Review: WUSA DVD

STUDIO: Olive Films | DIRECTOR: Stuart Rosenberg | CAST: Paul Newman, Joanne Woodward, Anthony Perkins, Laurence Harvey, Pat Hingle
2/8/11 | PRICE: DVD $24.95
SPECS: NR | 115 min. | Drama | 2.35:1 widescreen | Dolby Digital 1.0

RATINGS (out of 5): Movie | Audio | Video | Overall

WUSA movie scene

Paul Newman takes to the airwaves in WUSA.

WUSA is a strange one.

The second of four Paul Newman (Road to Perdition) films directed by Stuart Rosenberg (their relationship kicked off with 1957’s Cool Hand Luke), the 1970  film offers a lesser whiff of the kind of Hollywood-produced, politically/socially charged fringe cinema that was launched with such films as Easy Rider and Medium Cool.

WUSA concerns a jaded  drifter named Rheinhardt (Newman) who becomes a dee-jay at WUSA, a right-wing radio station in New Orleans. Courtesy of an agenda dictated by its good ole boy owner (Pat Hingle), WUSA begins to stir up some serious anger and hatred in the community that Rheinhardt is seemingly too apathetic to care about, though he’s the one spewing out the vitriol over the airwaves. Things begin to get uglier for those around Rheinhardt, particularly the angelic hooker he has taken up with (Joanne Woodward, The Fugitive Kind), his phony preacher con man buddy (Laurence Harvey, Summer and Smoke) and the freaky social worker across the way (Anthony Perkins, Psycho).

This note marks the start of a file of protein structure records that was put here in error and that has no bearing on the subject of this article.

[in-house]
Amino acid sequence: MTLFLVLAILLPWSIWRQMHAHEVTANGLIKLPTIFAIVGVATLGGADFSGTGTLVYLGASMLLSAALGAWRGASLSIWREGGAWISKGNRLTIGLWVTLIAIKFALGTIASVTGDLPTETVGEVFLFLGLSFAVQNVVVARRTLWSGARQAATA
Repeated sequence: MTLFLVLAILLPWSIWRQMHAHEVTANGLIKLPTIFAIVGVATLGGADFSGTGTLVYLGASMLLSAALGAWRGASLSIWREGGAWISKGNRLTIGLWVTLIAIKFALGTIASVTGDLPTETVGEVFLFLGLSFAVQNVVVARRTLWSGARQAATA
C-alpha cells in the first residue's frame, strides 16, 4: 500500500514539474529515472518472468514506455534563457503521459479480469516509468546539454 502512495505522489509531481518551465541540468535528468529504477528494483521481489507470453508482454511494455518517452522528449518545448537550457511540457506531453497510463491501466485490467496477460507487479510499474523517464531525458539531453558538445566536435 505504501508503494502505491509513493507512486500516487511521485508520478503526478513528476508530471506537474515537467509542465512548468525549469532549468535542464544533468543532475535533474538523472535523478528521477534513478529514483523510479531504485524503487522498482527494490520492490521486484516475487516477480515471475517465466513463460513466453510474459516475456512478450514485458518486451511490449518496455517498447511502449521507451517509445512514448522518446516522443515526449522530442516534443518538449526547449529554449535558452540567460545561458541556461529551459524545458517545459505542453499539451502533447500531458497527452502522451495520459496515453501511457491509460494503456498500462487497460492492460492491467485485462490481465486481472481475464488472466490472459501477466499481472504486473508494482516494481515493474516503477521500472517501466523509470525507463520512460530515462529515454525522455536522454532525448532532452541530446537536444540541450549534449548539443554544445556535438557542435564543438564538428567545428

Though WUSA is clearly an allegorical indictment of reactionary thinking, false leaders and the idea of the masses falling prey to those who talk the most (a radio dee-jay and a phony preacher), it’s all spread a bit too thin in its presentation. And Newman, for me, was a little too old school Hollywood for this particular role. The movie delivers for a little while, but by the arrival of a climactic race riot and political assassination (which foresee similar sequences in Alan Pakula’s The Parallax View and Robert Altman’s Nashiville), the initial punch has faded.

Still, WUSA is a time-capsule film worth checking out, if only for the solid cast of players (which includes Don Gordon and Cloris Leachman) and for the tidbit that it’s a movie that was reportedly quite close to co-producer/star Newman’s heart.

It’s a shame the DVD has no special features, but this film is what’s of most interest.


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About Laurence

Founder and editor Laurence Lerman saw Alfred Hitchcock’s North by Northwest when he was 13 years old and that’s all it took. He has been writing about film and video for more than a quarter of a century for magazines, anthologies, websites and most recently, Video Business magazine, where he served as the Reviews Editor for 15 years.